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Dish Washer

The Dishwasher

(c) Linda Hutchison March 2019

The rumbling started around 10:00am in the morning. At first I thought it was a truck in a nearby street. The sky was clear, ruling out thunder, and I wasn’t using the washing machine. It was about 30 minutes later when walking past the kitchen that I realised the noise was coming from the dishwasher.
“Great,” I said out loud. “Now it’s sprung a leak.”
There had been a series of problems with our new house, like a dead oven and the lack of towel rails and flyscreens, so the problem with another appliance wasn’t surprising. The dishwasher hadn’t been started for a couple of days, so my initial thoughts were that it wasn’t to do with the motor. But in looking closer, I realised the noise was mechanical and there weren’t any signs of leakage. The floor was dry and so was inside the cupboard under the sink where the inlet and outlet pipes were connected to the plumbing. The rumbling had a rhythmic flow to it, and the lights on the front of the dishwasher were flashing in a strange pattern. Then again, with all the weird things we’d found here, perhaps this was its idea of normal.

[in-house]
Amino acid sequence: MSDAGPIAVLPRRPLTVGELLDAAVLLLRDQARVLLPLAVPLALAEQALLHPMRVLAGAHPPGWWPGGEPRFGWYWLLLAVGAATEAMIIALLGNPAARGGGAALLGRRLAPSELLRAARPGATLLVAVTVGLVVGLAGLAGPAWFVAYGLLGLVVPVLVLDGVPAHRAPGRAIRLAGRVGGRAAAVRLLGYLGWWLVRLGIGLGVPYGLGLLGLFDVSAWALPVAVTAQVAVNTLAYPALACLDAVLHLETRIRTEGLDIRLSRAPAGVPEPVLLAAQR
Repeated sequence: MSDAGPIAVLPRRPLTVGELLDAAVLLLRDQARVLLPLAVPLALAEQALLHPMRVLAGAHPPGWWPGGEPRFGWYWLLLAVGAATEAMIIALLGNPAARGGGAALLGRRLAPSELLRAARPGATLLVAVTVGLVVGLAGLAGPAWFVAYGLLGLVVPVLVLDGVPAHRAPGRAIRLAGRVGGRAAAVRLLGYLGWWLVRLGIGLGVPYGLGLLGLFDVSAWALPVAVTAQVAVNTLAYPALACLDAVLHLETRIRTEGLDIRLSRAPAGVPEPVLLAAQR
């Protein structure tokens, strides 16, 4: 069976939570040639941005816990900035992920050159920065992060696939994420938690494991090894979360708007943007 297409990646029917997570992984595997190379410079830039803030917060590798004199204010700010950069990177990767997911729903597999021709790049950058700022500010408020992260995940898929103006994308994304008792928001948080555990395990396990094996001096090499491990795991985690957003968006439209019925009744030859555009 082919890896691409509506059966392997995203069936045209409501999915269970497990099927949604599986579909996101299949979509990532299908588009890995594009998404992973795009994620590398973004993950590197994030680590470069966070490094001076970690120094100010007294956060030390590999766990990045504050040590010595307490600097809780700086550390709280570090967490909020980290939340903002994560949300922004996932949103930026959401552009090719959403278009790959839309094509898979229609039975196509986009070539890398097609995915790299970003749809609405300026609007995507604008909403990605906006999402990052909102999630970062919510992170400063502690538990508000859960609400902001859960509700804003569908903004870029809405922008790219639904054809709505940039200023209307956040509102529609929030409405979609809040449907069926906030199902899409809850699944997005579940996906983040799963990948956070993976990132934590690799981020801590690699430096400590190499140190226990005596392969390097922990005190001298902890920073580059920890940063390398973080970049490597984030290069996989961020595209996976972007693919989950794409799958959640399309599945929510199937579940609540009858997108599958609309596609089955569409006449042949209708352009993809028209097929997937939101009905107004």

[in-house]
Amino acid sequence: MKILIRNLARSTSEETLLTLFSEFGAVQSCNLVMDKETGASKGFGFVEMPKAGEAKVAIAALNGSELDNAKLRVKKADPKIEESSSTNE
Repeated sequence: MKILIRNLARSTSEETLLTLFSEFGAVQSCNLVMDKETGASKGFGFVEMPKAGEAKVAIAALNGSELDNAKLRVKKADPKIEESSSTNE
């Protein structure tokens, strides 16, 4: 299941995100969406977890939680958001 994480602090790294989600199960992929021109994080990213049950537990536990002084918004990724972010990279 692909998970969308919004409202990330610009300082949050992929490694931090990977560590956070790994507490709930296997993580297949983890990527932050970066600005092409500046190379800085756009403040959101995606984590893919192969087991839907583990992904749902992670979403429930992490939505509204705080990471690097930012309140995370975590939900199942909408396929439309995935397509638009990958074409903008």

I opened the dishwasher door and peered in at the breakfast bowls, mugs and spoons. The rumbling was definitely louder with the door open, but it all looked pretty normal. Thinking that it might be to do with blocked drainage, I pulled the racks out the dishwasher to get to the filter. It was then that I noticed a light shining from under the filter. I pulled it out to reveal a handle of sorts, with the light seeping from around its circumference. Lifting the handle, with the thought that it was some sort of handy servicing light, I went to pull on it when the phone rang. I let it go, along with a swear word or two as I bumped my head on the way back out of the dishwasher to get to my mobile.
Thirty minutes later when I had reassured my elderly mother than the lettering in her Word document hadn’t suddenly blown up to 120 points, I made myself a cup of tea. She’d been typing notes for her retirement village Chaplaincy Support Group when she accidentally zoomed in. Naturally she tried shutting everything down, but this was one setting that the standard Windows rescue move didn’t fix. Luckily, she hadn’t lost anything and her computing self-confidence was somewhat restored with minimum effort. As I sipped my perfectly scalding tea and contemplated my yet-to-be-developed garden, the rumbling emerged from the plethora of daily noises and aroused my curiosity again. I set aside my cup and went back to the dishwasher to investigate further.